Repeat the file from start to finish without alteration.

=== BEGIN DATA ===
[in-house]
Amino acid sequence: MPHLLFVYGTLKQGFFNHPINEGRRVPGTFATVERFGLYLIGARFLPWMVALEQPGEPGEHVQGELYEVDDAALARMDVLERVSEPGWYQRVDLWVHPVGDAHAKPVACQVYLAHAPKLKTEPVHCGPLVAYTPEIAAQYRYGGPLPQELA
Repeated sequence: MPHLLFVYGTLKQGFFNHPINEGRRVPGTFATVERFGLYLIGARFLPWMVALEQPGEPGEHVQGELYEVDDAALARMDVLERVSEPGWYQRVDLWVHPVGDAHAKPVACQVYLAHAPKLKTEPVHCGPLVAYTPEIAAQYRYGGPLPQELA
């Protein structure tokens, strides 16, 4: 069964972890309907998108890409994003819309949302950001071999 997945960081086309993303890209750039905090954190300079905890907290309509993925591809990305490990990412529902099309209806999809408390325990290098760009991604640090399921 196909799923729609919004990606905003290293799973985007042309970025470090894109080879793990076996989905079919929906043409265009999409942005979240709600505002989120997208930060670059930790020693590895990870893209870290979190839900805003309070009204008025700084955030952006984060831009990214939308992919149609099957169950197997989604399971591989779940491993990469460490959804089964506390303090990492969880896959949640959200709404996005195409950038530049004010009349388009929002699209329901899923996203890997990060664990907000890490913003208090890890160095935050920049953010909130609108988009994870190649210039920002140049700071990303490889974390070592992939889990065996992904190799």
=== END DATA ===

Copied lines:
[in-house]
Amino acid sequence: MPHLLFVYGTLKQGFFNHPINEGRRVPGTFATVERFGLYLIGARFLPWMVALEQPGEPGEHVQGELYEVDDAALARMDVLERVSEPGWYQRVDLWVHPVGDAHAKPVACQVYLAHAPKLKTEPVHCGPLVAYTPEIAAQYRYGGPLPQELA
Repeated sequence: MPHLLFVYGTLKQGFFNHPINEGRRVPGTFATVERFGLYLIGARFLPWMVALEQPGEPGEHVQGELYEVDDAALARMDVLERVSEPGWYQRVDLWVHPVGDAHAKPVACQVYLAHAPKLKTEPVHCGPLVAYTPEIAAQYRYGGPLPQELA
């Protein structure tokens, strides 16, 4: 069964972890309907998108890409994003819309949302950001071999 997945960081086309993303890209750039905090954190300079905890907290309509993925591809990305490990990412529902099309209806999809408390325990290098760009991604640090399921 196909799923729609919004990606905003290293799973985007042309970025470090894109080879793990076996989905079919929906043409265009999409942005979240709600505002989120997208930060670059930790020693590895990870893209870290979190839900805003309070009204008025700084955030952006984060831009990214939308992919149609099957169950197997989604399971591989779940491993990469460490959804089964506390303090990492969880896959949640959200709404996005195409950038530049004010009349388009929002699209329901899923996203890997990060664990907000890490913003208090890890160095935050920049953010909130609108988009994870190649210039920002140049700071990303490889974390070592992939889990065996992904190799």